Since the introduction of digitalis into the practice of medicine by William Withering, in 1785, as a diuretic,1 numerous preparations have been tried in the search for an ideal drug for cardiac disease, one that is not only effective but also less toxic. Goodman and Gilman2 stated that a "nontoxic digitalis does not exist. A digitalis preparation which will not cause poisoning when given in excess is also one which will not exert any therapeutic effect."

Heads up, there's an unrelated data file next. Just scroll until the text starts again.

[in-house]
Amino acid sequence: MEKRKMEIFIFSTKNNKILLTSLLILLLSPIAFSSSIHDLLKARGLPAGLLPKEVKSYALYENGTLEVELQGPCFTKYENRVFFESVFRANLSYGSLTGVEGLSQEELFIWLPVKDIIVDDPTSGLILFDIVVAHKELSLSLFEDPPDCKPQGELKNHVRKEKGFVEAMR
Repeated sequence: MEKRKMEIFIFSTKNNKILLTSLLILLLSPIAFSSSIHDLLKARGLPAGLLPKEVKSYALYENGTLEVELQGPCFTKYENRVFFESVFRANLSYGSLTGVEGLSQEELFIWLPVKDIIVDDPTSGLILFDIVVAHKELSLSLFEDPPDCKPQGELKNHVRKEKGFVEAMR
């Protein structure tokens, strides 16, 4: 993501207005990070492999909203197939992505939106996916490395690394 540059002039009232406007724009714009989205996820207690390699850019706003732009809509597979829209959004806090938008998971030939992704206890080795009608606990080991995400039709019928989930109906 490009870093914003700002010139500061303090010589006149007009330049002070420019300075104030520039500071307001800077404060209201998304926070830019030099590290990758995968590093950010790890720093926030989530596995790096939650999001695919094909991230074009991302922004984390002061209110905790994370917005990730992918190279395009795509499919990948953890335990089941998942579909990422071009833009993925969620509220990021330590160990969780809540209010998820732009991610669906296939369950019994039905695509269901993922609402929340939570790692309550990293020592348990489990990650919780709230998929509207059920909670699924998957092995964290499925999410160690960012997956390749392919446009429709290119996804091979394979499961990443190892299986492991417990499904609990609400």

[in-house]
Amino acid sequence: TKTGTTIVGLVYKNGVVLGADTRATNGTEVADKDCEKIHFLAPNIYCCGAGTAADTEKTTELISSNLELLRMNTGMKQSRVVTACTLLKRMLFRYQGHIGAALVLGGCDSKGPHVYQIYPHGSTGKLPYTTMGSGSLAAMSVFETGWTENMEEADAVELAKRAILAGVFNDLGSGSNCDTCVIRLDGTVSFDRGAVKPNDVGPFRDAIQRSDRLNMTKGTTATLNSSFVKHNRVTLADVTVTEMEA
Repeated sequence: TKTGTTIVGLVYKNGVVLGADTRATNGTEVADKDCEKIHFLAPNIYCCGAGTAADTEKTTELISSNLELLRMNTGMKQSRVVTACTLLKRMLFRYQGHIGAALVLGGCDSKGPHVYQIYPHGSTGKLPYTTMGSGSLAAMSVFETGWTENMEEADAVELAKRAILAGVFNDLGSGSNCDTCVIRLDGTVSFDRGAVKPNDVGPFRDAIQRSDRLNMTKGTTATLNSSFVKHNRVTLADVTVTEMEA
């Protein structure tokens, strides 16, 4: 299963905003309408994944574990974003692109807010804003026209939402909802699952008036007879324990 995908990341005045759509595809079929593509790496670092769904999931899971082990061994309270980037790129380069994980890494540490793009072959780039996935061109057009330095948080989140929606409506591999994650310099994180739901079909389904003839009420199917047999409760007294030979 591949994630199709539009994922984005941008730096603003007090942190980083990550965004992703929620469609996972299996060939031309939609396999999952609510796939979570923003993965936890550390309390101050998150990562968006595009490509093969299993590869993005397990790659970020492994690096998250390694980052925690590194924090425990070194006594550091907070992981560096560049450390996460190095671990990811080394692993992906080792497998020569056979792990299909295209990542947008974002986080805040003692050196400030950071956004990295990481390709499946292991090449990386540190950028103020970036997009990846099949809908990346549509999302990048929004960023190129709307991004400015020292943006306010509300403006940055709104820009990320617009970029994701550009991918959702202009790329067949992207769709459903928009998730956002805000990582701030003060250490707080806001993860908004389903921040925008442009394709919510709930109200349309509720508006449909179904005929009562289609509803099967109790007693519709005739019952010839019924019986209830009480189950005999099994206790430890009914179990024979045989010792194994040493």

Reports of the use of acetyldigitoxin have appeared in the European literature,3-6 and they have stated that it is an effective, rapidacting, well-absorbed, fairly rapidly excreted, well-tolerated digitalis preparation, but there have been relatively few American clinical trials.7 -16
Acetyldigitoxin (Acylanid) is a purified glycoside prepared first by Stoll and Kreis 17 by the enzymatic cleavage of a glucose molecule from lanatoside A, the glycoside
derived from Digitalis lanata.
GOLD MA. Acetyldigitoxin in Clinical Practice. AMA Arch Intern Med. 1957;100(2):209–213. doi:10.1001/archinte.1957.00260080035008
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